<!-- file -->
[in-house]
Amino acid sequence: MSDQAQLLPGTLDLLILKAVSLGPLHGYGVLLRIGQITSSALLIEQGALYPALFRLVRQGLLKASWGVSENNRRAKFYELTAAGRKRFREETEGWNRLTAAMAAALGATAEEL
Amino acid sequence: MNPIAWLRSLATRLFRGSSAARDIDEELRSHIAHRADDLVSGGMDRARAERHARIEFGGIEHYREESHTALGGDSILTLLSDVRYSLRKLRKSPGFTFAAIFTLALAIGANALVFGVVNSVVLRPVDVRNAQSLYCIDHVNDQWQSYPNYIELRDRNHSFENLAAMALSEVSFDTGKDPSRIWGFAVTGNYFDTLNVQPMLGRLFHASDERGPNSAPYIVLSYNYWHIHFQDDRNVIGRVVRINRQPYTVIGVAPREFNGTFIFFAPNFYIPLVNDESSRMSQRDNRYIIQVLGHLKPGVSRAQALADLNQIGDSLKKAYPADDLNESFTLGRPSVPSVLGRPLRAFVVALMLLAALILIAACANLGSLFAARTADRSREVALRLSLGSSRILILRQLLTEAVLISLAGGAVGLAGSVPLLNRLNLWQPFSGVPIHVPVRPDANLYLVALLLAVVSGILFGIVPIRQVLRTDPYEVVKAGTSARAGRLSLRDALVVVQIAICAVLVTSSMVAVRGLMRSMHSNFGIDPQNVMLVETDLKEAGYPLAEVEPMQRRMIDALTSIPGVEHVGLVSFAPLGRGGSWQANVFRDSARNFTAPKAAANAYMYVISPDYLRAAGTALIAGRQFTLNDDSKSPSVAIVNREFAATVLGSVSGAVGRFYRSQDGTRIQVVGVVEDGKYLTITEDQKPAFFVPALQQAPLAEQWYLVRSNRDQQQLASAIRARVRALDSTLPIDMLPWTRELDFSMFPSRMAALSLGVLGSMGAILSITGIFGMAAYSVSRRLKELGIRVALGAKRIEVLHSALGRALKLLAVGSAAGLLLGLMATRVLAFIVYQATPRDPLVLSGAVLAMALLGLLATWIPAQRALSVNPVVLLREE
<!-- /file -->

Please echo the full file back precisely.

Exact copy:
[in-house]
Amino acid sequence: MSDQAQLLPGTLDLLILKAVSLGPLHGYGVLLRIGQITSSALLIEQGALYPALFRLVRQGLLKASWGVSENNRRAKFYELTAAGRKRFREETEGWNRLTAAMAAALGATAEEL
Amino acid sequence: MNPIAWLRSLATRLFRGSSAARDIDEELRSHIAHRADDLVSGGMDRARAERHARIEFGGIEHYREESHTALGGDSILTLLSDVRYSLRKLRKSPGFTFAAIFTLALAIGANALVFGVVNSVVLRPVDVRNAQSLYCIDHVNDQWQSYPNYIELRDRNHSFENLAAMALSEVSFDTGKDPSRIWGFAVTGNYFDTLNVQPMLGRLFHASDERGPNSAPYIVLSYNYWHIHFQDDRNVIGRVVRINRQPYTVIGVAPREFNGTFIFFAPNFYIPLVNDESSRMSQRDNRYIIQVLGHLKPGVSRAQALADLNQIGDSLKKAYPADDLNESFTLGRPSVPSVLGRPLRAFVVALMLLAALILIAACANLGSLFAARTADRSREVALRLSLGSSRILILRQLLTEAVLISLAGGAVGLAGSVPLLNRLNLWQPFSGVPIHVPVRPDANLYLVALLLAVVSGILFGIVPIRQVLRTDPYEVVKAGTSARAGRLSLRDALVVVQIAICAVLVTSSMVAVRGLMRSMHSNFGIDPQNVMLVETDLKEAGYPLAEVEPMQRRMIDALTSIPGVEHVGLVSFAPLGRGGSWQANVFRDSARNFTAPKAAANAYMYVISPDYLRAAGTALIAGRQFTLNDDSKSPSVAIVNREFAATVLGSVSGAVGRFYRSQDGTRIQVVGVVEDGKYLTITEDQKPAFFVPALQQAPLAEQWYLVRSNRDQQQLASAIRARVRALDSTLPIDMLPWTRELDFSMFPSRMAALSLGVLGSMGAILSITGIFGMAAYSVSRRLKELGIRVALGAKRIEVLHSALGRALKLLAVGSAAGLLLGLMATRVLAFIVYQATPRDPLVLSGAVLAMALLGLLATWIPAQRALSVNPVVLLREE